Compared to a modern BIND name server, the Microsoft DNS Server is short on security features, but you do have some options. In this section, we discuss how to prevent unauthorized zone transfers from your servers and how to “lock down” a name server directly connected to the Internet.
It’s important to ensure that only your real slave name servers can transfer zones from your primary master name server. Users on remote hosts that can query your name server’s zone data can look up data (for example, addresses) only for hosts whose domain names they already know, one at a time. Users who can start zone transfers from your server can list all the hosts in your zones. It’s the difference between letting random folks call your company’s switchboard and ask for John Q. Cubicle’s phone number and sending them a copy of your corporate phone directory.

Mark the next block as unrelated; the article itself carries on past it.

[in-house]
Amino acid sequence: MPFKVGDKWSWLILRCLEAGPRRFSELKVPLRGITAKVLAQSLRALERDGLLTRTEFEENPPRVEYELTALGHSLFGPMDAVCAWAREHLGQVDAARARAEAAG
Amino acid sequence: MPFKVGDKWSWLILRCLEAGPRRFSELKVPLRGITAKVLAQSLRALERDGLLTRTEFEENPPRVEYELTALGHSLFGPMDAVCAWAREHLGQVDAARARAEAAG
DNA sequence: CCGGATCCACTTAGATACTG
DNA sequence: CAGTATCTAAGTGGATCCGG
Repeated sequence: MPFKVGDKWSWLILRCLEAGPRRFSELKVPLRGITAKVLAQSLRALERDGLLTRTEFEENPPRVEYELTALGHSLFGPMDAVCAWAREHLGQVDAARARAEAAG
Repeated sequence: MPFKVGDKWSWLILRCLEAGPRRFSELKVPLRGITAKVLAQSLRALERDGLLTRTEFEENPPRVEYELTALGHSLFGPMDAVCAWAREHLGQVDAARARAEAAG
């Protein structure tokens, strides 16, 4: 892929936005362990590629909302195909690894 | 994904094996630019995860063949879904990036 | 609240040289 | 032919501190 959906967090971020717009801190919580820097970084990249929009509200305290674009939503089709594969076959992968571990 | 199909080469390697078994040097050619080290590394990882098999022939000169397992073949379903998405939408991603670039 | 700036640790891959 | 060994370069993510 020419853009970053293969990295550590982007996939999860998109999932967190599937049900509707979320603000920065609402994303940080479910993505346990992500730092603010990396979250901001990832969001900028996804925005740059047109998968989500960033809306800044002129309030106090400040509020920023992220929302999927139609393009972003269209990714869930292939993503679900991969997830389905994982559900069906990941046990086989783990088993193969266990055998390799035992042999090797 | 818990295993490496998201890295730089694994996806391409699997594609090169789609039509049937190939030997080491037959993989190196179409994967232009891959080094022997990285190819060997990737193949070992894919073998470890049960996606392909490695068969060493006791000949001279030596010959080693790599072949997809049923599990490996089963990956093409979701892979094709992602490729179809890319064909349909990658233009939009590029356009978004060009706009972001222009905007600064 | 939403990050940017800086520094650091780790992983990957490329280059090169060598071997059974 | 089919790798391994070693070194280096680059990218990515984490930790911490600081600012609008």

You control which name servers can perform a zone transfer with settings on the Zone Transfers tab of the zone properties window (see Figure 10-3 earlier in this chapter). You can allow any host to perform zone transfers, or only those name servers listed in the zone’s NS records, or only a specific set of name servers you list by IP address.
For a primary master name server accessible from the Internet, you definitely want to limit zone transfers to just your slave name servers. You probably don’t need to restrict zone transfers on name servers inside your firewall, unless ...